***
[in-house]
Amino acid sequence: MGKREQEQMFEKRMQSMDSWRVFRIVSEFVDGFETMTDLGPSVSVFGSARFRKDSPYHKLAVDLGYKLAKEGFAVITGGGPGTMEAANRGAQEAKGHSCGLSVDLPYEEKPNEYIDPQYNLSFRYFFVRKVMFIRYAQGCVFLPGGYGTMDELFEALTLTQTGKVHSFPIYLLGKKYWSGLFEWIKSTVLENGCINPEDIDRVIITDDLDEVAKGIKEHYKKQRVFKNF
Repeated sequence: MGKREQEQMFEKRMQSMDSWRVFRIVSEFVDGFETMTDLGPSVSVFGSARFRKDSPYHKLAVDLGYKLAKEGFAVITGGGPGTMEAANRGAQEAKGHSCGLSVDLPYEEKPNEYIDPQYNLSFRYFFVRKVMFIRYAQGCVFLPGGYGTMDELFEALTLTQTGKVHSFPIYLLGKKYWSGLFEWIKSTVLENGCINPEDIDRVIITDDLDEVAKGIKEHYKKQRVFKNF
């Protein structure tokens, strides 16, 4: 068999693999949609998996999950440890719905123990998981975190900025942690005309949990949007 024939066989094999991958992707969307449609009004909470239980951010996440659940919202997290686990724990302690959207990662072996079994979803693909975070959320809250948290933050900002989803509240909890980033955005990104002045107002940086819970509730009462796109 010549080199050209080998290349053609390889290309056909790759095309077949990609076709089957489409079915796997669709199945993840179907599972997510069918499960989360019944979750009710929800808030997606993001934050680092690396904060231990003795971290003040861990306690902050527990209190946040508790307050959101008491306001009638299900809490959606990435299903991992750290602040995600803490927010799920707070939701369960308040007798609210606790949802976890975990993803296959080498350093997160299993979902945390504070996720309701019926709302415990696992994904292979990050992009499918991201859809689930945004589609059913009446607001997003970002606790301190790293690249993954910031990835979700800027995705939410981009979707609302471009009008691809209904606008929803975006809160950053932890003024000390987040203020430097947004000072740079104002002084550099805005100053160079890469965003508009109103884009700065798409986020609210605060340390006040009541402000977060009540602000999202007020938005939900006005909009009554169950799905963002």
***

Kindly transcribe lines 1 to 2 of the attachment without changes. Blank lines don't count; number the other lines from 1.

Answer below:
[in-house]
Amino acid sequence: MGKREQEQMFEKRMQSMDSWRVFRIVSEFVDGFETMTDLGPSVSVFGSARFRKDSPYHKLAVDLGYKLAKEGFAVITGGGPGTMEAANRGAQEAKGHSCGLSVDLPYEEKPNEYIDPQYNLSFRYFFVRKVMFIRYAQGCVFLPGGYGTMDELFEALTLTQTGKVHSFPIYLLGKKYWSGLFEWIKSTVLENGCINPEDIDRVIITDDLDEVAKGIKEHYKKQRVFKNF